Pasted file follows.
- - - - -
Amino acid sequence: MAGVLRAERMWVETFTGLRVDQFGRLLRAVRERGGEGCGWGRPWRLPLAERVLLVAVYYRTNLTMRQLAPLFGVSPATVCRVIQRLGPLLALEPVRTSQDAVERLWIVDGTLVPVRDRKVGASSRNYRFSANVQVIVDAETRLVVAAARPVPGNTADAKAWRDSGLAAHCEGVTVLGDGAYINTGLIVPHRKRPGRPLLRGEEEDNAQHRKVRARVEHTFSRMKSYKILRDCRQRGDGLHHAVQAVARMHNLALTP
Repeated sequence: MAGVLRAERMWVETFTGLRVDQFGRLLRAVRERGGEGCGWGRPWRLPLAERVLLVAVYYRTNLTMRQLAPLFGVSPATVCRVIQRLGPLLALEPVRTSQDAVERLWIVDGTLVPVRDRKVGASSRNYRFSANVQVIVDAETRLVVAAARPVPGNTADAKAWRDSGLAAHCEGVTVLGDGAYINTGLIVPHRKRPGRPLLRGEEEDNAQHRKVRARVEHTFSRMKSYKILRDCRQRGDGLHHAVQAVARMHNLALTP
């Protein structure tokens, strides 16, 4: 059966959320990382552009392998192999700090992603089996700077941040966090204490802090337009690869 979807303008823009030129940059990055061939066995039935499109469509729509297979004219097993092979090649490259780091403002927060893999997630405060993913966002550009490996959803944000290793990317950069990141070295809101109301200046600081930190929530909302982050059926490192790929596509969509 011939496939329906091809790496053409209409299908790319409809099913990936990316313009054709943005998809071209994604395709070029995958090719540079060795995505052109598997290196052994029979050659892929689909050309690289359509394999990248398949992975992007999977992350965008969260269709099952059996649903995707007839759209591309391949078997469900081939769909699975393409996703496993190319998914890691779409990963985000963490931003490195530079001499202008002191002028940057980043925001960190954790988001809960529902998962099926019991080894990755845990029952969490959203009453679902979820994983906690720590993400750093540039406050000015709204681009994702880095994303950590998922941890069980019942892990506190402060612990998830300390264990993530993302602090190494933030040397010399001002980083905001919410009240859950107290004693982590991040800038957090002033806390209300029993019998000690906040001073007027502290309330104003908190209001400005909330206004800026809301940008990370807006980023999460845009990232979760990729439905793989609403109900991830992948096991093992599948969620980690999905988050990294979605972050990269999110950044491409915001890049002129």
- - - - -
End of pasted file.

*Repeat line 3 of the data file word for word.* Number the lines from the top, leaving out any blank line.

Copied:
């Protein structure tokens, strides 16, 4: 059966959320990382552009392998192999700090992603089996700077941040966090204490802090337009690869 979807303008823009030129940059990055061939066995039935499109469509729509297979004219097993092979090649490259780091403002927060893999997630405060993913966002550009490996959803944000290793990317950069990141070295809101109301200046600081930190929530909302982050059926490192790929596509969509 011939496939329906091809790496053409209409299908790319409809099913990936990316313009054709943005998809071209994604395709070029995958090719540079060795995505052109598997290196052994029979050659892929689909050309690289359509394999990248398949992975992007999977992350965008969260269709099952059996649903995707007839759209591309391949078997469900081939769909699975393409996703496993190319998914890691779409990963985000963490931003490195530079001499202008002191002028940057980043925001960190954790988001809960529902998962099926019991080894990755845990029952969490959203009453679902979820994983906690720590993400750093540039406050000015709204681009994702880095994303950590998922941890069980019942892990506190402060612990998830300390264990993530993302602090190494933030040397010399001002980083905001919410009240859950107290004693982590991040800038957090002033806390209300029993019998000690906040001073007027502290309330104003908190209001400005909330206004800026809301940008990370807006980023999460845009990232979760990729439905793989609403109900991830992948096991093992599948969620980690999905988050990294979605972050990269999110950044491409915001890049002129």